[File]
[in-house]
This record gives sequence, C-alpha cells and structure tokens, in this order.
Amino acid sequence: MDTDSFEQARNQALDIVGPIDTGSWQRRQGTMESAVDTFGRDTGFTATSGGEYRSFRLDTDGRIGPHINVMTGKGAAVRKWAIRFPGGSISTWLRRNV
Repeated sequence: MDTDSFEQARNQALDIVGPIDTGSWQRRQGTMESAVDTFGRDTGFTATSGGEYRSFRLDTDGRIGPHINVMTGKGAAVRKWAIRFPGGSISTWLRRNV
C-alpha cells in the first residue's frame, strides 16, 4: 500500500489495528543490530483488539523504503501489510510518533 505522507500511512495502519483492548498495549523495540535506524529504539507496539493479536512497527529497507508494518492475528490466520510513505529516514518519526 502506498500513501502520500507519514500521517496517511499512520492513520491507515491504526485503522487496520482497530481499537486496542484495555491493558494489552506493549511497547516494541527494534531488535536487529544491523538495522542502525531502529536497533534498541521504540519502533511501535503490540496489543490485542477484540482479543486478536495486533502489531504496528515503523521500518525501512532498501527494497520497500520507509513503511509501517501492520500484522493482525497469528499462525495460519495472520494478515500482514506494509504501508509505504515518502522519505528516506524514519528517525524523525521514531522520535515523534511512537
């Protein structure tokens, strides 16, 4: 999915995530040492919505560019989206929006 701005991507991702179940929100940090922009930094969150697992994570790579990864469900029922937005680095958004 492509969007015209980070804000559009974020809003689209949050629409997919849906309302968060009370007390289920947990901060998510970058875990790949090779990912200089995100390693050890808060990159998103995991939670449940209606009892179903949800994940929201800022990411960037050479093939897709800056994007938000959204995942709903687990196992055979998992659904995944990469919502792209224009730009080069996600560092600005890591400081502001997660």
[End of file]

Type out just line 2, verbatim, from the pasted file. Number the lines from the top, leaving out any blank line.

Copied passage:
This record gives sequence, C-alpha cells and structure tokens, in this order.